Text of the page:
Novice policemen Stanley and Oliver, eating lunch in their patrol car, nearly have their spare tire stolen by a thief and his sassy partner. They then miss the broadcast address of a ... See full summary »
Stan and Ollie give evidence which convicts vicious gangster Butch. They plan to leave town and advertise for a traveling companion to share expenses. Butch's girl replies to the advert and... See full summary »
Mrs. Hardy is irate that her husband Oliver spends more time with his friend Stanley than with her. Oliver decides to adopt a baby, hoping that it will keep his wife occupied so that he and... See full summary »
Chimney sweeps Stanley and Oliver go about their job, reducing Professor Noodle's living room to a shambles in the process, while the mad doctor works in his laboratory perfecting his "... See full summary »
Stan and Ollie are down on their luck and beg at an old lady's house for food. While they are eating they overhear a villainous landlord (Finlayson) threatening to evict her if she does not... See full summary »
Commanded to "scram" out of town by a cantankerous judge, poor vagabonds, Stan and Ollie, slip into something more comfortable to spend the night at a sympathetic inebriate's home; however, is this the right house?
Jilted by his girlfriend, "Jeanie-Weenie," Oliver joins the Foreign Legion to forget, bringing Stanley along with him. They wilt under the scorching desert sun and under the harsh ... See full summary »
Keen on climbing the social ladder by marrying a rich widow, Oliver finds the nerve to cheat on his partner, Stanley, unbeknownst to him that her favourite hobby is murder. Now, it seems that he is next. Who can save Oliver the Eighth?
In lieu of back wages, the defunct circus that Stanley and Oliver have been working for pay them off with a flea circus and a trained chimpanzee named "Ethel." Unfortunately, that's also the name of their landlord's wife, and after the boys sneak the ape into their room, the jealous man draws some unfortunate conclusions when he overhears Oliver ordering Ethel to "come to bed."Written by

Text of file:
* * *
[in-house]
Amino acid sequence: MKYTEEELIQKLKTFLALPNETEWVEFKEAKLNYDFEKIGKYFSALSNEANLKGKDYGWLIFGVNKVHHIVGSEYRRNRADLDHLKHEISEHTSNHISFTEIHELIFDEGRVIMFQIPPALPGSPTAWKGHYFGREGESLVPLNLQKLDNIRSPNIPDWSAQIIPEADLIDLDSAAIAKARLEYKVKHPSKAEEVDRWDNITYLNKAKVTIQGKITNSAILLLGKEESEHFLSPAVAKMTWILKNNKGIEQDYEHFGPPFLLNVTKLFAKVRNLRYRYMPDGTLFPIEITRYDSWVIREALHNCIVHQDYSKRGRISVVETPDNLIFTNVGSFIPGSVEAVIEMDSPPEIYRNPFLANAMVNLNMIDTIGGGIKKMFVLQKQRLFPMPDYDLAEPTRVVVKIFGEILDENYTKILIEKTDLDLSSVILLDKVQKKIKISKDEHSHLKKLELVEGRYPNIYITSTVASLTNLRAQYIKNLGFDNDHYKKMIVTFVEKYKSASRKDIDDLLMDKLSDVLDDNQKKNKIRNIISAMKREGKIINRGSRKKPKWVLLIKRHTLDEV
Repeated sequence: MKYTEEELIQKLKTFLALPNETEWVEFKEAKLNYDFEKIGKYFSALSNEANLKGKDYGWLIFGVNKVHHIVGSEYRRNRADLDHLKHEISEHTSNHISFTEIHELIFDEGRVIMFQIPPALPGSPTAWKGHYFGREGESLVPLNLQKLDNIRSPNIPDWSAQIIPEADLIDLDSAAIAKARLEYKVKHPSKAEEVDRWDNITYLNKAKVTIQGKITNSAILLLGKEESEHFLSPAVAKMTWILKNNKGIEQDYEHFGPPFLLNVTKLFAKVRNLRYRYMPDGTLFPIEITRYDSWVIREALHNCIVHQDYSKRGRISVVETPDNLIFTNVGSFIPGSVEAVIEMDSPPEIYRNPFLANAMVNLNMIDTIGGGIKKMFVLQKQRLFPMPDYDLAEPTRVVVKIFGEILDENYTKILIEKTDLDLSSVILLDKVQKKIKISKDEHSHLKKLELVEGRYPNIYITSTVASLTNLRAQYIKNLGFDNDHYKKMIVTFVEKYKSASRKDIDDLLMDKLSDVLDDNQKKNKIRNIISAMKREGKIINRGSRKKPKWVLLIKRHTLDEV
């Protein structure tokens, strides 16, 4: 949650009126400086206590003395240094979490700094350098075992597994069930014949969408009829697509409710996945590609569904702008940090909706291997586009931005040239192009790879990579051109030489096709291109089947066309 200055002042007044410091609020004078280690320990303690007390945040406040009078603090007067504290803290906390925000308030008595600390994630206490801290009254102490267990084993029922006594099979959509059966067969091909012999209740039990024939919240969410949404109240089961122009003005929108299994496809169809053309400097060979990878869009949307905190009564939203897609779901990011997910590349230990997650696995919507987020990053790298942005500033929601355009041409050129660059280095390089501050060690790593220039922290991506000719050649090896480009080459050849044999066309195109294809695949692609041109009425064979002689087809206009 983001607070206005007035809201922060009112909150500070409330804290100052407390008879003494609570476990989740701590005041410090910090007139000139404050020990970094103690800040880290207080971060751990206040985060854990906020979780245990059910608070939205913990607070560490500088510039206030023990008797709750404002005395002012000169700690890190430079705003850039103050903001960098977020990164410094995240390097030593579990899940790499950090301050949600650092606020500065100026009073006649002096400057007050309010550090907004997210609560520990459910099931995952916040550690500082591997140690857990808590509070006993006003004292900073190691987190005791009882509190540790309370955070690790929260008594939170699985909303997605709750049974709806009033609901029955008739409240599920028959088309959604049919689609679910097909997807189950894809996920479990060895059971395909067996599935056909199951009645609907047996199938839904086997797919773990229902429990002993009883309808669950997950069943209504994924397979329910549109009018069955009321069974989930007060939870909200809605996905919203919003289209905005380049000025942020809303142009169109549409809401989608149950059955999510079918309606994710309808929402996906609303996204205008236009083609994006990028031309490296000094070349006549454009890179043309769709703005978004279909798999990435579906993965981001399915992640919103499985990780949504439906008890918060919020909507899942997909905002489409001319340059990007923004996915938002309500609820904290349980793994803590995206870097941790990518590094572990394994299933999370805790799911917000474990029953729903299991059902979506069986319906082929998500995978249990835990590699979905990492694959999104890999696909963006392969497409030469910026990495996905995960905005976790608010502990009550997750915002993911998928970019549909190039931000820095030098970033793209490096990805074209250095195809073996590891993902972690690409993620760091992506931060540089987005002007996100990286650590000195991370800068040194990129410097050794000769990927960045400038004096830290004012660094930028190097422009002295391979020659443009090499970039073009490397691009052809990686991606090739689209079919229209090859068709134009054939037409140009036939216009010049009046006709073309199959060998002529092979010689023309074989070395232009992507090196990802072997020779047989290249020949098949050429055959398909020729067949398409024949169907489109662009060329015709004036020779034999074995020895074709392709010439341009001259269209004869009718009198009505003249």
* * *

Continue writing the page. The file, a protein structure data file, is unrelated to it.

Paul Penna <firstname.lastname@example.org>
The picture of "Ethel" the landlord is holding, and the actress portraying her are two different people. See more »
I just saw MGM!
What do you mean MGM?
[Laurel points to a roaring lion which scares them]
See more »
When re-released by Film Classics in the 1940s, the opening titles were reversed. Instead of going the right way: "Mr. Hardy's aesthetic nature thrilled at the beauties of circus life -- Mr. Laurel never got any further than the monkey cage", it was reversed and started with "Mr. Laurel never got...." See more »
Stan Laurel and Oliver Hardy were comedic geniuses, individually and together, and their partnership was deservedly iconic and one of the best there was. They left behind a large body of work, a vast majority of it being entertaining to classic comedy, at their best they were hilarious and their best efforts were great examples of how to do comedy without being juvenile or distasteful.
Although a vast majority of Laurel and Hardy's previous efforts ranged from above average to very good ('45 Minutes from Hollywood' being the only misfire and mainly worth seeing as a curiosity piece and for historical interest, and even that wasn't a complete mess), 'Two Tars' for me was their first truly classic one with close to flawless execution. Didn't find 'The Chimp' one of their best and it's somewhat uneven, but even when Laurel and Hardy were not at their best it was still better than the output of many other prolific comics at their best and quite a lot of comedy today.
Admittedly, the story is pretty thin and is pretty standard.
Did feel especially that the second half focused too much on the chimp and the duo's troubles with it. The gags lacked the crispness and wit seen in the first half, coming over as sometimes slightly laboured, and the chimp could have been funnier and more endearing, as well as looking less fake.
Despite that, 'The Chimp' is good fun, mostly very amusing and the best moments, with one of the better first halves of any Laurel and Hardy effort at this point, being classic hilarity. It is never too silly, there is a wackiness that mostly doesn't lose its energy and the sly wit is here, some of the material may not be new but how it's executed actually doesn't feel too familiar and it doesn't get repetitive. A lot happens yet it doesn't ever feel rushed or over-stuffed.
Laurel and Hardy are on top form here, both are well used, both have material worthy of them and they're equal rather than one being funnier than the other (before Laurel tended to be funnier and more interesting than Hardy, who tended to be underused). Their chemistry feels like a partnership here too, before 'Two Tars' you were yearning for more scenes with them together but in 'The Chimp' and on the most part from 'Two Tars' onwards we are far from robbed of that. Their comic timing is impeccable.
'The Chimp' looks good visually, aside from the chimp, is full of energy and the direction gets the best out of the stars, is at ease with the material and doesn't let it get too busy or static. The supporting players are solid, particularly Billy Gilbert, but it's Laurel and Hardy's show all the way.
Overall, good fun if inconsistent. 7/10 Bethany Cox
0 of 0 people found this review helpful.
Was this review helpful to you?
| Report this